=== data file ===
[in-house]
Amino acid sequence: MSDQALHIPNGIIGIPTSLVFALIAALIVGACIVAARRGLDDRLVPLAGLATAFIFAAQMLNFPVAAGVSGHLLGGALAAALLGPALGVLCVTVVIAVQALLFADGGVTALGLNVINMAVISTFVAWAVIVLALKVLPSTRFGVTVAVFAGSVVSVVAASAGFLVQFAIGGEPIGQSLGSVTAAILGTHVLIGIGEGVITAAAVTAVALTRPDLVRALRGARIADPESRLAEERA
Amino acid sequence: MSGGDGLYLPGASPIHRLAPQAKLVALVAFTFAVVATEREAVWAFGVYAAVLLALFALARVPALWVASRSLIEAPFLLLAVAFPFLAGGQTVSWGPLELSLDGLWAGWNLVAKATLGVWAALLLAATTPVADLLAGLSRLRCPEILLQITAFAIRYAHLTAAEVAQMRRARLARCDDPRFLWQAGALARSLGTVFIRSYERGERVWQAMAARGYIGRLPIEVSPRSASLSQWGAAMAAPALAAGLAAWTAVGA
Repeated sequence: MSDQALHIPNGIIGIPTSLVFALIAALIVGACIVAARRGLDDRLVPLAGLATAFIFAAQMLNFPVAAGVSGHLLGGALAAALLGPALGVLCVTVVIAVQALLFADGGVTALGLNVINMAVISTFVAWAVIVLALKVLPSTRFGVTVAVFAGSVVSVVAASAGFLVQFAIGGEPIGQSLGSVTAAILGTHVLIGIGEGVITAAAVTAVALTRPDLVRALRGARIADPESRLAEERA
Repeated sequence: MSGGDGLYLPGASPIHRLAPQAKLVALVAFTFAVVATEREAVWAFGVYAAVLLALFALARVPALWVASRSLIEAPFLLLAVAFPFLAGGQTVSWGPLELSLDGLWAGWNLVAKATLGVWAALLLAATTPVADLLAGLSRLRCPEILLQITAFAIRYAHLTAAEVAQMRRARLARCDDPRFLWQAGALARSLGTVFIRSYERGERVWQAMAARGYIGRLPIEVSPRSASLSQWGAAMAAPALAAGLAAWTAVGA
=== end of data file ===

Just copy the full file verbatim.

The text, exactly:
[in-house]
Amino acid sequence: MSDQALHIPNGIIGIPTSLVFALIAALIVGACIVAARRGLDDRLVPLAGLATAFIFAAQMLNFPVAAGVSGHLLGGALAAALLGPALGVLCVTVVIAVQALLFADGGVTALGLNVINMAVISTFVAWAVIVLALKVLPSTRFGVTVAVFAGSVVSVVAASAGFLVQFAIGGEPIGQSLGSVTAAILGTHVLIGIGEGVITAAAVTAVALTRPDLVRALRGARIADPESRLAEERA
Amino acid sequence: MSGGDGLYLPGASPIHRLAPQAKLVALVAFTFAVVATEREAVWAFGVYAAVLLALFALARVPALWVASRSLIEAPFLLLAVAFPFLAGGQTVSWGPLELSLDGLWAGWNLVAKATLGVWAALLLAATTPVADLLAGLSRLRCPEILLQITAFAIRYAHLTAAEVAQMRRARLARCDDPRFLWQAGALARSLGTVFIRSYERGERVWQAMAARGYIGRLPIEVSPRSASLSQWGAAMAAPALAAGLAAWTAVGA
Repeated sequence: MSDQALHIPNGIIGIPTSLVFALIAALIVGACIVAARRGLDDRLVPLAGLATAFIFAAQMLNFPVAAGVSGHLLGGALAAALLGPALGVLCVTVVIAVQALLFADGGVTALGLNVINMAVISTFVAWAVIVLALKVLPSTRFGVTVAVFAGSVVSVVAASAGFLVQFAIGGEPIGQSLGSVTAAILGTHVLIGIGEGVITAAAVTAVALTRPDLVRALRGARIADPESRLAEERA
Repeated sequence: MSGGDGLYLPGASPIHRLAPQAKLVALVAFTFAVVATEREAVWAFGVYAAVLLALFALARVPALWVASRSLIEAPFLLLAVAFPFLAGGQTVSWGPLELSLDGLWAGWNLVAKATLGVWAALLLAATTPVADLLAGLSRLRCPEILLQITAFAIRYAHLTAAEVAQMRRARLARCDDPRFLWQAGALARSLGTVFIRSYERGERVWQAMAARGYIGRLPIEVSPRSASLSQWGAAMAAPALAAGLAAWTAVGA